The Ontario Court of Appeal considered a number of factors, including the following:
- whether the person works exclusively for the employer;
- whether the person is subject to the control of the employer;
- whether the person owns the tools of the trade;
- whether the person has undertaken risk or loss/chance of profits, as distinct from fixed compensation; and
- whose business is it?
The Court concluded that the plaintiff was an employee rather than an independent con-tractor or a dependent contractor. Accordingly, the plaintiff was entitled to reasonable notice of the termination of her contract.
This case demonstrates that if the worker is in an economically vulnerable position vis-a-vis an employer, there is a risk that a court will find that an employment relationship or a dependent contractor relationship exists. This decision is also notable because it sheds greater light on the intermediate “dependent contractor” category. A dependent contractor is dependent on the employer for most or all of his or her business. Depen-dent contractors are entitled to notice of termination, although not to the same extent as employees.
As the concept of the dependent contractor catego ry has only relatively recently been adopted by Canadian courts, it will be interesting to see how the jurisprudence in this area continues to evolve, and how courts will endeavor to strike a balance between employees and independent contractors in the future.
Status Quo in the Legislation
It should be emphasized that the case law pertaining to employee classification is largely settled, and has not undergone significant change in recent years. The same can also be said of the applicable statutory regime. The statutes discussed above, including the Employment Insurance Act, the Canada Pension Plan, and the Income Tax Act, have not been significantly amended as they relate to independent contractors. The legislation’s application to independent contractors is minimal, especially compared to the degree to which provision is made for employees. It appears that Canadian legislators are satisfied with the status quo, and that they are satisfied with the minimal application to independent contractors.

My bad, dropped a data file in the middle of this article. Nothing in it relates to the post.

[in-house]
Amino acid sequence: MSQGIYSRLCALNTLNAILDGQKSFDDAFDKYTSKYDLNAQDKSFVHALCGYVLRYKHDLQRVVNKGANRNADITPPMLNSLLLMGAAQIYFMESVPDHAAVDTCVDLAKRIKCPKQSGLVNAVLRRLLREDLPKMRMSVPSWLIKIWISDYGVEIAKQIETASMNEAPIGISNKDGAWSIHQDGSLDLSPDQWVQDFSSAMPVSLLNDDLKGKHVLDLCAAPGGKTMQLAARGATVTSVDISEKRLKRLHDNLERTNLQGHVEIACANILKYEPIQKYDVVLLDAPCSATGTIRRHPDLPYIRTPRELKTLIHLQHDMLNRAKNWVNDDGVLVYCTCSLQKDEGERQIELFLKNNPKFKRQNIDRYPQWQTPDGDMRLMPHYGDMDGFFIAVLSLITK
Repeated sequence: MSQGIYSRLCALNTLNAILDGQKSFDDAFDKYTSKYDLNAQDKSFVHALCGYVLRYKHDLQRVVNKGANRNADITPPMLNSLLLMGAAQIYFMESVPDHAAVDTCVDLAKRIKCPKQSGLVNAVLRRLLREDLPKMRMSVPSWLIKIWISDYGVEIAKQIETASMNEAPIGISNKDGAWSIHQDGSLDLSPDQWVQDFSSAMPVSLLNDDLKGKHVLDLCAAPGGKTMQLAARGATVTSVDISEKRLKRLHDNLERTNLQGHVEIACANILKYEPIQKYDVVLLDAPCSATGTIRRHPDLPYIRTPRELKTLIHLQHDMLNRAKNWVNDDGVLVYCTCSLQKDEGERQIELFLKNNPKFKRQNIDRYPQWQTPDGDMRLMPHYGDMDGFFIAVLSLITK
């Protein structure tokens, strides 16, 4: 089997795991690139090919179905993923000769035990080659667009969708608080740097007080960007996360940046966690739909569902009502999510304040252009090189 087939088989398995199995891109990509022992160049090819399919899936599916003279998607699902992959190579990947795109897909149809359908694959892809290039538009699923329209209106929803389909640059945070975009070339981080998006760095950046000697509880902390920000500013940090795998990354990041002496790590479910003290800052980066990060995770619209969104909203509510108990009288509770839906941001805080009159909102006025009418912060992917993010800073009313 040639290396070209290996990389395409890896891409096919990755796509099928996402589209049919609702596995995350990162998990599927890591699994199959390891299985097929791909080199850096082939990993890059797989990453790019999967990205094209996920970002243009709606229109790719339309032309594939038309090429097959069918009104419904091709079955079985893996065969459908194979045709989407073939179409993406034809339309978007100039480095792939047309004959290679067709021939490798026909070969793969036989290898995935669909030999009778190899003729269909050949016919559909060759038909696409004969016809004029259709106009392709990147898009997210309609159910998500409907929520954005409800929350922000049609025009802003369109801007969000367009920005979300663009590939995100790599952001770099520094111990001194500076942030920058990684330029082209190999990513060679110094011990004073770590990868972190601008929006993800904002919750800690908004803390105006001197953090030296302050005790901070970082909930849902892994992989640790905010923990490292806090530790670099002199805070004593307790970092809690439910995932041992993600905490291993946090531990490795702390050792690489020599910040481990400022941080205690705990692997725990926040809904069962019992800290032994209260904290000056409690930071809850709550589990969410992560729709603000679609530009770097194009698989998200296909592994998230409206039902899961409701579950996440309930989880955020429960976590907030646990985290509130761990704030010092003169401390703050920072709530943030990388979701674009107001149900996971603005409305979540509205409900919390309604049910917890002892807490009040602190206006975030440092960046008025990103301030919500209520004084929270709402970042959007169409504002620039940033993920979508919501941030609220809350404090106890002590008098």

As discussed above, it may be interesting to monitor legislative developments at both the federal and the provincial level to determine whether dependent contractors are brought within the scope of the applicable statutes. It may be reasonable to speculate that dependent contractors will eventually be brought within the application of a broad range of employment-related legislation, such that they will be entitled to the same or similar benefits as employees.